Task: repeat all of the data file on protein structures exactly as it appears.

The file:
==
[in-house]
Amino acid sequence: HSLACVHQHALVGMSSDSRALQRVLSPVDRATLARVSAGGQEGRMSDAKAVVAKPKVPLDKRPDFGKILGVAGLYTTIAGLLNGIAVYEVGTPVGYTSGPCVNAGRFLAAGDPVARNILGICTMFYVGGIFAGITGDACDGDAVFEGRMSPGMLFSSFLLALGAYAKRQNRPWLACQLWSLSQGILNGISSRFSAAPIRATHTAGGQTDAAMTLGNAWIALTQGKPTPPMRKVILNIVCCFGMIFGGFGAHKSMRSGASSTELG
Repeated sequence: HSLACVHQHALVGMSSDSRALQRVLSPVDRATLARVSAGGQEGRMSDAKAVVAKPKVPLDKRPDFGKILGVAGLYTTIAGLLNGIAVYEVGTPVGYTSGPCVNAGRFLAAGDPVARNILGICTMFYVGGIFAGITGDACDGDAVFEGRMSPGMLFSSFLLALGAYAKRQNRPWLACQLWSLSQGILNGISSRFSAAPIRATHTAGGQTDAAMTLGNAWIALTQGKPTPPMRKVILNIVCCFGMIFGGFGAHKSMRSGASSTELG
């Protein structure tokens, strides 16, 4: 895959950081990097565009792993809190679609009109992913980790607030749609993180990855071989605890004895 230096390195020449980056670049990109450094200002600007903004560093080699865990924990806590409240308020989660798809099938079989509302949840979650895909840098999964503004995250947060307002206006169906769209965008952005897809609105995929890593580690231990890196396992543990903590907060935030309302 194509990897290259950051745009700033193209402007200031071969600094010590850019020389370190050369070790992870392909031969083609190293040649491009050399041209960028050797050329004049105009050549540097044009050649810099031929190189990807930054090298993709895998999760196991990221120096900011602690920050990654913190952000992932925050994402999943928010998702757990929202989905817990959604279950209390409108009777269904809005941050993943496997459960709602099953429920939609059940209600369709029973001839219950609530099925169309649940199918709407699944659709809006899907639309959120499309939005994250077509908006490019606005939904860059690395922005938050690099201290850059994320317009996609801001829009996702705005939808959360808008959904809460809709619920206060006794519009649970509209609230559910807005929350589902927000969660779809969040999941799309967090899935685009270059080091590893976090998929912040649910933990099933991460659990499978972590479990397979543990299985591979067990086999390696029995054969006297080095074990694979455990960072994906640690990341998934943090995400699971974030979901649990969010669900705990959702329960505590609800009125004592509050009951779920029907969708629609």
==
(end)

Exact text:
[in-house]
Amino acid sequence: HSLACVHQHALVGMSSDSRALQRVLSPVDRATLARVSAGGQEGRMSDAKAVVAKPKVPLDKRPDFGKILGVAGLYTTIAGLLNGIAVYEVGTPVGYTSGPCVNAGRFLAAGDPVARNILGICTMFYVGGIFAGITGDACDGDAVFEGRMSPGMLFSSFLLALGAYAKRQNRPWLACQLWSLSQGILNGISSRFSAAPIRATHTAGGQTDAAMTLGNAWIALTQGKPTPPMRKVILNIVCCFGMIFGGFGAHKSMRSGASSTELG
Repeated sequence: HSLACVHQHALVGMSSDSRALQRVLSPVDRATLARVSAGGQEGRMSDAKAVVAKPKVPLDKRPDFGKILGVAGLYTTIAGLLNGIAVYEVGTPVGYTSGPCVNAGRFLAAGDPVARNILGICTMFYVGGIFAGITGDACDGDAVFEGRMSPGMLFSSFLLALGAYAKRQNRPWLACQLWSLSQGILNGISSRFSAAPIRATHTAGGQTDAAMTLGNAWIALTQGKPTPPMRKVILNIVCCFGMIFGGFGAHKSMRSGASSTELG
């Protein structure tokens, strides 16, 4: 895959950081990097565009792993809190679609009109992913980790607030749609993180990855071989605890004895 230096390195020449980056670049990109450094200002600007903004560093080699865990924990806590409240308020989660798809099938079989509302949840979650895909840098999964503004995250947060307002206006169906769209965008952005897809609105995929890593580690231990890196396992543990903590907060935030309302 194509990897290259950051745009700033193209402007200031071969600094010590850019020389370190050369070790992870392909031969083609190293040649491009050399041209960028050797050329004049105009050549540097044009050649810099031929190189990807930054090298993709895998999760196991990221120096900011602690920050990654913190952000992932925050994402999943928010998702757990929202989905817990959604279950209390409108009777269904809005941050993943496997459960709602099953429920939609059940209600369709029973001839219950609530099925169309649940199918709407699944659709809006899907639309959120499309939005994250077509908006490019606005939904860059690395922005938050690099201290850059994320317009996609801001829009996702705005939808959360808008959904809460809709619920206060006794519009649970509209609230559910807005929350589902927000969660779809969040999941799309967090899935685009270059080091590893976090998929912040649910933990099933991460659990499978972590479990397979543990299985591979067990086999390696029995054969006297080095074990694979455990960072994906640690990341998934943090995400699971974030979901649990969010669900705990959702329960505590609800009125004592509050009951779920029907969708629609």